One should not listen to whatever any nationalists say. That's doubly true for Ukrainian nationalists. Any so-called historical facts against Ukrainian would-be world dominance is considered the worldwide fake to oppress the Ukrainian nation. Did you know that Rome was a Ukrainian province in ancient times? And the Latin language is of Ukrainian origin? Evidences? Ukrainian has some words similar to Latin! Or should we say it is Latin had some words similar to Ukrainian. Russian and Polish languages have come from Ukrainian too. It is easy as 90% of Ukrainian language consists of the words borrowed from other languages. After all, the territory of the modern Ukraine was most of the time divided between other countries, so you can boldly assert that "Ukraine" was the cradle of civilization. Nationalism in multi-national country or in global world is a pure destructive force. Ukrainian nationalists ruined my country. Russian nationalists are going to ruin Russia as well.
There is one more distinction between "русский" and "российский". Российский is always an adjective. Русский can be an adjective or a noun. As a noun, русский means two things:
1) Russian language.
2) The Russian people (i.e. nationality, ethnic group). Actually, the nationality is called русские (plural). However, a person of Russian nationality is often called русский. For example: "Какой русский не любит быстрой езды".
In general, it is safe to use "российский" and "русский" (as an adjective) interchangeably when you speak about something belonging to Russia from the outsiders' point of view: русская/российская школа, глубинка; русский/российский корабль, etc. However, "русский" was a word of choice in old times. Therefore, most of the classic books use the word "русский". In the modern language, especially if we speak about the official language (i.e. news broadcasting, etc.), they tend to use "российский" whenever possible to avoid offending other nations that are part of Russia. Note, the language is always "русский", not "российский". Traditions are always "русские" too.
I find that interesting considering the pre imperial history of the русь principalities, most being in the ukraine and belarus. I wonder if someone may have a better etymological explanation for why russians connect more with the contemporary use of русский over российский?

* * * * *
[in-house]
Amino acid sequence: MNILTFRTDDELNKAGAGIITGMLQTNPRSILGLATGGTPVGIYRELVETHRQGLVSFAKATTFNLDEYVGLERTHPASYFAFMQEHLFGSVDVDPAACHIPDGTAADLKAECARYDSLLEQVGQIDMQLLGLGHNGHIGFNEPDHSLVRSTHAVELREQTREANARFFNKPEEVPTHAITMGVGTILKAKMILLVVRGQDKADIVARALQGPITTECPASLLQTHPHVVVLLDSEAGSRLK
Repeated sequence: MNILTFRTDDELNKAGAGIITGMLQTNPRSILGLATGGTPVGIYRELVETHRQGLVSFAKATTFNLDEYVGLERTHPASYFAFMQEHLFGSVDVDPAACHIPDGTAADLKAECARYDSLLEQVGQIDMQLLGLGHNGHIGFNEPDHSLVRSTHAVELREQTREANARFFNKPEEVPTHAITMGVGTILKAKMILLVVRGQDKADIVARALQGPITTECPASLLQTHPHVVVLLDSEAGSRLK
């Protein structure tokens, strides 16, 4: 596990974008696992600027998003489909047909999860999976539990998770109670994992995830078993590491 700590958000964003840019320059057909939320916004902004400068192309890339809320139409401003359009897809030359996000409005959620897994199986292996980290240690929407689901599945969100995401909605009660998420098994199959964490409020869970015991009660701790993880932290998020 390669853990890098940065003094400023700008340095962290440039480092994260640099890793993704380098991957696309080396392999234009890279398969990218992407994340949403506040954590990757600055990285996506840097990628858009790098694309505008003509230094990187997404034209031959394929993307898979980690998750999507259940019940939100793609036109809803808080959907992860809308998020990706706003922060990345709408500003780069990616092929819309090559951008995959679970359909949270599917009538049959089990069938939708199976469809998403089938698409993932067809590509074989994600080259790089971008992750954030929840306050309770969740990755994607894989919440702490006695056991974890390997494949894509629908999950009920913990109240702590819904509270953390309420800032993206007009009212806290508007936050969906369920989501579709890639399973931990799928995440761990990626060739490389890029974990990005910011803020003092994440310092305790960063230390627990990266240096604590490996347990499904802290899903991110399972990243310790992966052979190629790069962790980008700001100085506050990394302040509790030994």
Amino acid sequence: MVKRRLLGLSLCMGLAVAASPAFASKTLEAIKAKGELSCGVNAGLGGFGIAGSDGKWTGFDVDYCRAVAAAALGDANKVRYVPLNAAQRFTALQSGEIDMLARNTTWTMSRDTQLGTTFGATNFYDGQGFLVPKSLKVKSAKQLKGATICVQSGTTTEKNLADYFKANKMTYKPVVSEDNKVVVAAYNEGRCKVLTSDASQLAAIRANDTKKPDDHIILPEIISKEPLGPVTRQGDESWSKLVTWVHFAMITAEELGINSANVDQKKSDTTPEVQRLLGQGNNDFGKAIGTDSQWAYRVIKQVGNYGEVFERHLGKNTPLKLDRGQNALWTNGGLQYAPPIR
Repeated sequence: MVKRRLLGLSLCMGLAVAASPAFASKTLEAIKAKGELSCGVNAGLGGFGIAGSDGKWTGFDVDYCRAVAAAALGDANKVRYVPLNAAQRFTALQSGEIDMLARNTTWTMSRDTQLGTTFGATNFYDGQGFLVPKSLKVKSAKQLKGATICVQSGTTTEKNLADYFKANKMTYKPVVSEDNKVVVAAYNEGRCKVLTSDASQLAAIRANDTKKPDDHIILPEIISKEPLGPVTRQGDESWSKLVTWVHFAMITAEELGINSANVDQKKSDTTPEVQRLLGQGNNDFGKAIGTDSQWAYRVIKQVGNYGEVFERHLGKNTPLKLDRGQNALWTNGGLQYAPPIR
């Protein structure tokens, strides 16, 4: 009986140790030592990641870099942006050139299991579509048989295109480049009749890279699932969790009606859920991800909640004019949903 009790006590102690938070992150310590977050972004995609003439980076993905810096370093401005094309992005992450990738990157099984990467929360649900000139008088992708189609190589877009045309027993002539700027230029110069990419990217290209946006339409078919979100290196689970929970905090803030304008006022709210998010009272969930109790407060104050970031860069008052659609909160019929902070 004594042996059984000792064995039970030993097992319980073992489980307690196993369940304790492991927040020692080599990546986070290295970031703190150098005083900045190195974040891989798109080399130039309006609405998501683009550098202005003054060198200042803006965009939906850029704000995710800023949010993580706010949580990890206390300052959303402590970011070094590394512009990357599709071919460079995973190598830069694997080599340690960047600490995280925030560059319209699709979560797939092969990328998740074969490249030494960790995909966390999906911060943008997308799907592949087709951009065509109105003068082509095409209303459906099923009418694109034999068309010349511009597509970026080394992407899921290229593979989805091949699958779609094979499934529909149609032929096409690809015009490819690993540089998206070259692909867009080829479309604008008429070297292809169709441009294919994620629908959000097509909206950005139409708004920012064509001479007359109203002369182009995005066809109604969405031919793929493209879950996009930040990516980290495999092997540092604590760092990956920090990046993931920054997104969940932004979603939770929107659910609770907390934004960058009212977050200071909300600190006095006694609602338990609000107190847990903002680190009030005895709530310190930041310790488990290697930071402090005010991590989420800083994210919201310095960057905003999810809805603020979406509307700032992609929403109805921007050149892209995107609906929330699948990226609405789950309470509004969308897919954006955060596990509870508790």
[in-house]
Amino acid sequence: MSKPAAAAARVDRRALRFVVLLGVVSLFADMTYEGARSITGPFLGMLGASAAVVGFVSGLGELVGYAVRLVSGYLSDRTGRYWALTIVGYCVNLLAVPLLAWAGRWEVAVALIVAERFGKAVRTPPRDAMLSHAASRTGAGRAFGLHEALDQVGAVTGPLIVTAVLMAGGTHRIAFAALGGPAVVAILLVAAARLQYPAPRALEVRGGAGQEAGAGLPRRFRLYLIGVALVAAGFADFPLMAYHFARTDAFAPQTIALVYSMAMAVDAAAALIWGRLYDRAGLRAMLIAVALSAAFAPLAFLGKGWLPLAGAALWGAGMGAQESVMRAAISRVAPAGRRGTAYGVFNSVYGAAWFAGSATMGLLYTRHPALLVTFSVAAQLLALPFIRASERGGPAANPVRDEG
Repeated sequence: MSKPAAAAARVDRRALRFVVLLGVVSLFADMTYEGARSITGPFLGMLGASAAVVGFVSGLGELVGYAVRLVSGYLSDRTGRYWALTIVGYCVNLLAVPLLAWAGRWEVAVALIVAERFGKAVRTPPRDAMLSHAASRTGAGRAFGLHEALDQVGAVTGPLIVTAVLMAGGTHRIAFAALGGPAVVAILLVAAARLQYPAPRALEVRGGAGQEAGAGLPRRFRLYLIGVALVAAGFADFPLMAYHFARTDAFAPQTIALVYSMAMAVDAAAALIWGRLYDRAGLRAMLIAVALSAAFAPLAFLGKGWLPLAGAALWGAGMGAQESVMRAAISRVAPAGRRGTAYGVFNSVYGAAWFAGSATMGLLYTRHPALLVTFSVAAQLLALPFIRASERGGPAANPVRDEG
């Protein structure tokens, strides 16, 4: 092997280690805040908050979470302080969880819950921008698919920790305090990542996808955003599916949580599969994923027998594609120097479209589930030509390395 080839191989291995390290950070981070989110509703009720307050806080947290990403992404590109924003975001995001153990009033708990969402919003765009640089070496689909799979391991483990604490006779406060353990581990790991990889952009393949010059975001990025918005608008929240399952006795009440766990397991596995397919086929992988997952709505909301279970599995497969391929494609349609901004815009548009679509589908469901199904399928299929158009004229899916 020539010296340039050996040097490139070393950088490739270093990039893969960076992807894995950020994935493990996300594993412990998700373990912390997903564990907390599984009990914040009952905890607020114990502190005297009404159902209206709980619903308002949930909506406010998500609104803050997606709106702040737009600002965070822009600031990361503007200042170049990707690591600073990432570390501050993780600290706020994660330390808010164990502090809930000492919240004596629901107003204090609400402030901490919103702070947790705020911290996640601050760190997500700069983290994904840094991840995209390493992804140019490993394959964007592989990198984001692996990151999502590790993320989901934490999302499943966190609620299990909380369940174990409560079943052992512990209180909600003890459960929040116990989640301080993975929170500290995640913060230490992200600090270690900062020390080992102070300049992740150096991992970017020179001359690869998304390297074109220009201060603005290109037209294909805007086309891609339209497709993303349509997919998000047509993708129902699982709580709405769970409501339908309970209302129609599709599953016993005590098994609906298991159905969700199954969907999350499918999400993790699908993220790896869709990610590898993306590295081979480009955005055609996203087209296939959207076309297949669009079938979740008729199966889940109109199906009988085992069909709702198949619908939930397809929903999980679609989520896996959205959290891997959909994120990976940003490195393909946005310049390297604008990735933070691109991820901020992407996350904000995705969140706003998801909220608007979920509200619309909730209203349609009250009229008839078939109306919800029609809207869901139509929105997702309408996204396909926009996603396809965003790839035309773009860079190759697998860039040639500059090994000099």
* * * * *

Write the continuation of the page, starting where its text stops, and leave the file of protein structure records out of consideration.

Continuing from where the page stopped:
Well, that's a completely different thing. Because English can refer to England, which is a part of Britain, but used carelessly by foreigners to mean the same thing as British, or when talking about language it refers to a language spoken by half the world, not just Britain.
This is not a perfect analogy (in more ways than one), but the point is that 'British' now is generally used to describe something that has to do with all the UK, while 'English' currently means something more specific and regional.
This dimension is present in the difference between 'российский' and 'русский', e.g. the former always refers to the entire country (and is ethnically neutral, which irritates some 'PC gone mad' people, even though the term is old and well-established), while the latter is ethnically (and somewhat regionally) marked and refers to a specific ethnic group of people in Russia or in other countries.
This is the main difference, although there are still idiomatic and other peculiarities that muddle up this distinction: i.e. you don't use 'российский' as a predicate in sentences like 'You are Russian.' If you want to stress the nationality, you say 'Ты — из России.' (or something similar), but not 'Ты — российский.' However, if you want to point out the ethnic background of the person, you can very rightly say 'Ты — русский.'
This is not the only pair of words like this in Russian, e.g. 'латвийский' and 'латышский' that both translate as 'Latvian' into English. And I, personally, call myself 'латвиец' – 'a Latvian', because this is my nation and my motherland, but I would never call myself 'латыш' – 'a Latvian', because I am not Latvian ethnically.
OK, I see what you mean.
Here in Scotland I know a couple Latvians, who in English talk about "Latvian Latvians" and "Russian Latvians". I guess they would say, like you, they're латвийцы but not латыши, and though not российские they would consider themselves русские
Русский means Russian Российский means related to Russian Federation
hope this helped xx